DAVIS — About 300 Asian-American students and their supporters peacefully marched at the University of California, Davis, Thursday, protesting recent confrontations with white students.
Administrators urged students to follow the university’s code of tolerance and nondiscrimination. More than 35 percent of the university students are of Asian or Pacific Islander descent.
Julienne Kwong, a 20-year-old sociology major and a member of the university’s Council for Asian Pacific American Affairs, said the administration’s action was “not enough, not when victims don’t feel they have anybody to turn to when they feel threatened.”
Problems began in October, according to the university, when members of a California State University, Sacramento, Asian sorority said they were intimidated by members of a white UC Davis fraternity as the two groups attempted to arrange rocks into messages at a levee, a traditional student activity.
The same month, Korean-American and white youths, including some UC Davis students, had a confrontation in an apartment parking lot in Davis. Two white youths were arrested on hate-crime charges after a large group of whites then assaulted the Korean-Americans in their apartment.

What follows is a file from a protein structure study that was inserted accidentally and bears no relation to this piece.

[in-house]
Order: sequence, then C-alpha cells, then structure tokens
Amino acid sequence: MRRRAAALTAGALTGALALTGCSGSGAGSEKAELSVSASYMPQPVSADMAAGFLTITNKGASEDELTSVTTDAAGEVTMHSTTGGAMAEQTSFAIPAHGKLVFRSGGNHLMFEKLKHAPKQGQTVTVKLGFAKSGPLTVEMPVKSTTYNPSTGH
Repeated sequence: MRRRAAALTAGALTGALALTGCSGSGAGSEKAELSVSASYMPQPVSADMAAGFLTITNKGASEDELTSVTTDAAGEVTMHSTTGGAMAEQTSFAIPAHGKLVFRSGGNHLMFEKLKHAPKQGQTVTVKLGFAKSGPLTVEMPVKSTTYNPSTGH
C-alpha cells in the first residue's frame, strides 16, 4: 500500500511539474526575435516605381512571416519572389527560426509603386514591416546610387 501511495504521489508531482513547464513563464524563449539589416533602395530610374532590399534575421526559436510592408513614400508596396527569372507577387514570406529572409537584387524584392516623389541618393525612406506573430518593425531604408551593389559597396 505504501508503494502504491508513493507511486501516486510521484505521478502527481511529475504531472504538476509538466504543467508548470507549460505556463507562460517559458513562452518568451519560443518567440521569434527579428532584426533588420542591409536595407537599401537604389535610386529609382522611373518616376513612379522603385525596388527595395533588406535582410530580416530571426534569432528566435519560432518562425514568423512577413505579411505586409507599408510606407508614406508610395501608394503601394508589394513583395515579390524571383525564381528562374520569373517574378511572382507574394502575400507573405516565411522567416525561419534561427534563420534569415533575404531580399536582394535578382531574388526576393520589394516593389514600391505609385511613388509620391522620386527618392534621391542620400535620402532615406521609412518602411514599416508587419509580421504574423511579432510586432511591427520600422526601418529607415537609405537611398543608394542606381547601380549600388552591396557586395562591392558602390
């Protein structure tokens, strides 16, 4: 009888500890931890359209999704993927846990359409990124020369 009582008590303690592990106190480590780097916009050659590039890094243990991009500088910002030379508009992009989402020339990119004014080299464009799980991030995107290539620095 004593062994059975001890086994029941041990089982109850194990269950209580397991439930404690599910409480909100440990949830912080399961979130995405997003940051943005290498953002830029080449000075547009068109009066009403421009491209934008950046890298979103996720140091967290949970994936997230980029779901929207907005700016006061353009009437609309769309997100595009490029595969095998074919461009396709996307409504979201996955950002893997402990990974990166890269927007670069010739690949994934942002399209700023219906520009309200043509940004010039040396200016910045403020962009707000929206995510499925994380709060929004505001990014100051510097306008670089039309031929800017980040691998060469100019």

In December, police broke up a brawl at the levee between at least 70 members of a white fraternity and three Asian fraternities, all attempting to arrange rocks into messages.
A series of other incidents have been less well documented, adding to students’ and administrators’ frustration, said university spokeswoman Lisa Lapin.
“Everybody has been very concerned and taking this seriously,” Lapin said. “This really isn’t really an adversarial thing with the administration. This is really raising awareness.”
Administrators pulled members of competing fraternities into a mediation meeting last month, and last week distributed an open letter decrying the incidents and urging hate crime victims to come forward. Carol Wall, the university’s vice chancellor for student affairs, met with Asian student leaders Thursday evening to hear their demands.
The demands included mandatory diversity training for students and faculty; a coordinator to work with hate-crimes victims; more Asian language and culture classes and funding; and creation of an Asian-American student center.